WINSTON-SALEM, N.C. – Research in monkeys found that low-dose estrogen therapy significantly reduced the progression of fatty buildup in the arteries leading to the heart, according to research at Wake Forest University Baptist Medical Center, reported today at the annual meeting of the North American Menopause Society in Washington, D.C.
"We’ve shown that you can get the same reduction in coronary artery atherosclerosis with standard-dose or low-dose estrogen," said Thomas B. Clarkson, D.V.M., one of the investigators. "It is very significant."
The findings mirror a recent study in women, said Clarkson and Susan E. Appt, D.V.M., principal investigators of the animal study. Pharmaceutical companies are already marketing lower doses of the drug.
The monkey study looked at whether 0.3 milligrams per day of oral conjugated equine estrogen (CEE) would be as effective at reducing progression of atherosclerosis as the traditional oral dose of 0.625 milligrams per day (found in Premarin). Two groups of postmenopausal monkeys were fed a moderately fatty diet for 10 months – similar to the typical human diet – to induce the buildup of fat deposits in the arteries. For two years, the monkeys were then given the human equivalent of low-dose CEE or no estrogen.
Evaluation of the three main arteries leading to the heart showed that monkeys that were treated with estrogen had 55 percent less atherosclerosis than the monkeys that didn’t receive estrogen. This is similar to the results previously obtained in monkeys who received the traditional dose of estrogen.
The monkeys were selected to be equivalent to women during the early postmenopausal years.
"This study suggests that low-dose estrogen may be as effective at inhibiting atherosclerosis as the traditional dose in early postmenopausal subjects," said Clarkson, professor of comparative medicine.
Clarkson said the findings are important because they suggest that women who are taking low-dose estrogen for their menopausal symptoms may also benefit from a heart disease perspective. Several studies are evaluating the low-dose therapy in women.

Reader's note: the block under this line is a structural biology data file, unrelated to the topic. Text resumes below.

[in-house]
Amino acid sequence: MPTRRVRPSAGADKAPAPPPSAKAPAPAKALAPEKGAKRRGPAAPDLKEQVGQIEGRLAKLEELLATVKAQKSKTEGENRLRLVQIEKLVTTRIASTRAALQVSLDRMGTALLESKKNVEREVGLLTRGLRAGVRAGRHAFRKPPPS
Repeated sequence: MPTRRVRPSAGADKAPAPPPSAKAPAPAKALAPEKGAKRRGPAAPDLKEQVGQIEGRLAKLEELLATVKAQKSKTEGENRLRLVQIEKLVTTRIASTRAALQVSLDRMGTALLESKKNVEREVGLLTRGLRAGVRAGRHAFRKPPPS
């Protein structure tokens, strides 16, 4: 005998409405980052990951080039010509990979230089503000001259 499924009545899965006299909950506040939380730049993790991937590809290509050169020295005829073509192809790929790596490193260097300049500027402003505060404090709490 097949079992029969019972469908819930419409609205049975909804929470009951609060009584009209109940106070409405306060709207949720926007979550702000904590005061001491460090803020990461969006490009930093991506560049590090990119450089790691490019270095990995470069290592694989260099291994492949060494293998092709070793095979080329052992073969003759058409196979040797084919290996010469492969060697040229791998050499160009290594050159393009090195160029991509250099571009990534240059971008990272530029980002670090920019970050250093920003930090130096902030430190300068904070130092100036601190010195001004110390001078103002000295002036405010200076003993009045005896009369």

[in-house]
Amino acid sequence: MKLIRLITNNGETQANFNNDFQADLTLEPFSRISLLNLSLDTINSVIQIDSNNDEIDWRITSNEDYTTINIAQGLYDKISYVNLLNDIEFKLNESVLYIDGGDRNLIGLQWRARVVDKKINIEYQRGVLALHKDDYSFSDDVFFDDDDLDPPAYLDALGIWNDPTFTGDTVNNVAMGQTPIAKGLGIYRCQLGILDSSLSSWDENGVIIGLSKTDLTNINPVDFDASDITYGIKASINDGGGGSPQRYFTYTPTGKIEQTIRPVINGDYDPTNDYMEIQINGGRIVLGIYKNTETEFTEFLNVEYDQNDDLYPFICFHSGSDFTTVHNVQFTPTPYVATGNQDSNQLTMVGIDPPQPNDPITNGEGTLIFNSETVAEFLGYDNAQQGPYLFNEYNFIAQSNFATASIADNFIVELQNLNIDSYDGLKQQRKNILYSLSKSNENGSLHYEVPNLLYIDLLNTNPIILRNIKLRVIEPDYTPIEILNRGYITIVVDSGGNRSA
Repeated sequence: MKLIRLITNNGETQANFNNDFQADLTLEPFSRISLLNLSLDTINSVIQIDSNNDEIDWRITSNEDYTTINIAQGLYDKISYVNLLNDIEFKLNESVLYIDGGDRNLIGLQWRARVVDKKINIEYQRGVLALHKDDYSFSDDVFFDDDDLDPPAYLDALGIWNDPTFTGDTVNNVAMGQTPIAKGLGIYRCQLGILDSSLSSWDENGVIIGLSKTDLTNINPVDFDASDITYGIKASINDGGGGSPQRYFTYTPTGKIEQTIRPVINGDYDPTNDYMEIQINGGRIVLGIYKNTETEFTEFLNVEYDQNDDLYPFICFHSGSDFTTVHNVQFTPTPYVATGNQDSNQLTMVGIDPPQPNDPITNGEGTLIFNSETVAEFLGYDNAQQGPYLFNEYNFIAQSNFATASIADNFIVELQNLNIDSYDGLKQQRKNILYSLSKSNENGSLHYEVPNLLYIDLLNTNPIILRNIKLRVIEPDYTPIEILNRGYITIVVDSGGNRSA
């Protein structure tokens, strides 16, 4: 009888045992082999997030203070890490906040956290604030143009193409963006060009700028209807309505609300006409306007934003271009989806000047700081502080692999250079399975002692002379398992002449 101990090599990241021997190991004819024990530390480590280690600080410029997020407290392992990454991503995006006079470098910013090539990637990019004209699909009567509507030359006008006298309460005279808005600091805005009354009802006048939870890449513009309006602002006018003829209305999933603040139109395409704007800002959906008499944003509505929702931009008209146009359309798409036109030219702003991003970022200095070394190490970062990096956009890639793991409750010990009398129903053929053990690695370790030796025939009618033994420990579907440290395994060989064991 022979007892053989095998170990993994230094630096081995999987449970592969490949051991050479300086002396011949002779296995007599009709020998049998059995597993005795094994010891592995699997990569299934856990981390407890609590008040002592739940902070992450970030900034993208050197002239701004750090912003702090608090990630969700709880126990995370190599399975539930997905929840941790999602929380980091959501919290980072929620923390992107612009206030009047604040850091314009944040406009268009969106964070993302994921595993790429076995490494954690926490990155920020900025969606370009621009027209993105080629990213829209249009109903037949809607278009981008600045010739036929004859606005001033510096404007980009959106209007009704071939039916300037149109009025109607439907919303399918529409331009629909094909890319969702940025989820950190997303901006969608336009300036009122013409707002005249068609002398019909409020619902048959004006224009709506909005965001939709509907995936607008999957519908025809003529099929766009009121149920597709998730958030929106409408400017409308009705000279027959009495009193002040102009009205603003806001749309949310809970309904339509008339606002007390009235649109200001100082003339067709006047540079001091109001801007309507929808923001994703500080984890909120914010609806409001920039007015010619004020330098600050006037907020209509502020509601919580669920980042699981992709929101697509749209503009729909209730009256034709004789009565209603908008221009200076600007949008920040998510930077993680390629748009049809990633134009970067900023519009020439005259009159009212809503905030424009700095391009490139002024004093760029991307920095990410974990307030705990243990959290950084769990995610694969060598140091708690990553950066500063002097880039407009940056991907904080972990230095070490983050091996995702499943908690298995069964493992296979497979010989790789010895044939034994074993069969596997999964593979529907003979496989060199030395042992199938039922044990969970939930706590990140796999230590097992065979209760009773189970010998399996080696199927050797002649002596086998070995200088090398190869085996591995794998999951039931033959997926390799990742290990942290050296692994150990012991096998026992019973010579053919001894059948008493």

A recent study by Kwang Kon Koh at Hokkaido University Graduate School of Medicine in Japan, compared women who received low-dose and standard-dose estrogen – in combination with the hormone progestin – for two months. The researchers found that the two doses had comparable favorable effects on several markers of cardiovascular health, including cholesterol concentrations and artery flexibility. In addition, the lower doses were less likely to result in changes that increase the risk of blot clot formation, which can lead to heart attacks and stroke.
The Kronos Longevity Research Institute is funding a five-year study of women ages 45 to 54. The study will recruit 900 women to evaluate an oral tablet containing low-dose estrogen, a skin patch delivering estrogen or a placebo. At the end of the five years, researchers will use ultrasound to evaluate the thickness of artery walls. Thickened artery walls are a sign of early atherosclerosis.
Also involved in the Wake Forest Baptist research was Mary Anthony, Ph.D., who was at Wake Forest Baptist at the time the research took place.
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